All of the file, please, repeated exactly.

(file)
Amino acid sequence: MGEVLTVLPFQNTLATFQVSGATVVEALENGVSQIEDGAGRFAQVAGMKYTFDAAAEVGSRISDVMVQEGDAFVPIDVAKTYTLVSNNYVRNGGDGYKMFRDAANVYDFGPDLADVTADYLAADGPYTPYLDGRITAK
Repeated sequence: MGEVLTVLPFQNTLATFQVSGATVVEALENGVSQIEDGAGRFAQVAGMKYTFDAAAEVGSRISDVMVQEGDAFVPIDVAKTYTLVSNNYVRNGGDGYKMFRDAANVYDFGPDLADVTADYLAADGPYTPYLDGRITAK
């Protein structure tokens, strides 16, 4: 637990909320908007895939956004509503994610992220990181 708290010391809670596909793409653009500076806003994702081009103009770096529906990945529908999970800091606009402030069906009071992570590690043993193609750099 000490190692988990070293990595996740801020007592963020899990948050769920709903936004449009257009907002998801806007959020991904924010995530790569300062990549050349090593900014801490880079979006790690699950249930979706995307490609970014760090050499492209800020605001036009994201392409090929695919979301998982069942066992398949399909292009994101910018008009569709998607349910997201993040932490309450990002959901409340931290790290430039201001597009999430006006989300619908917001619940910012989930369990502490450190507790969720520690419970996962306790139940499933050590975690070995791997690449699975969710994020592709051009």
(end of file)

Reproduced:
Amino acid sequence: MGEVLTVLPFQNTLATFQVSGATVVEALENGVSQIEDGAGRFAQVAGMKYTFDAAAEVGSRISDVMVQEGDAFVPIDVAKTYTLVSNNYVRNGGDGYKMFRDAANVYDFGPDLADVTADYLAADGPYTPYLDGRITAK
Repeated sequence: MGEVLTVLPFQNTLATFQVSGATVVEALENGVSQIEDGAGRFAQVAGMKYTFDAAAEVGSRISDVMVQEGDAFVPIDVAKTYTLVSNNYVRNGGDGYKMFRDAANVYDFGPDLADVTADYLAADGPYTPYLDGRITAK
């Protein structure tokens, strides 16, 4: 637990909320908007895939956004509503994610992220990181 708290010391809670596909793409653009500076806003994702081009103009770096529906990945529908999970800091606009402030069906009071992570590690043993193609750099 000490190692988990070293990595996740801020007592963020899990948050769920709903936004449009257009907002998801806007959020991904924010995530790569300062990549050349090593900014801490880079979006790690699950249930979706995307490609970014760090050499492209800020605001036009994201392409090929695919979301998982069942066992398949399909292009994101910018008009569709998607349910997201993040932490309450990002959901409340931290790290430039201001597009999430006006989300619908917001619940910012989930369990502490450190507790969720520690419970996962306790139940499933050590975690070995791997690449699975969710994020592709051009």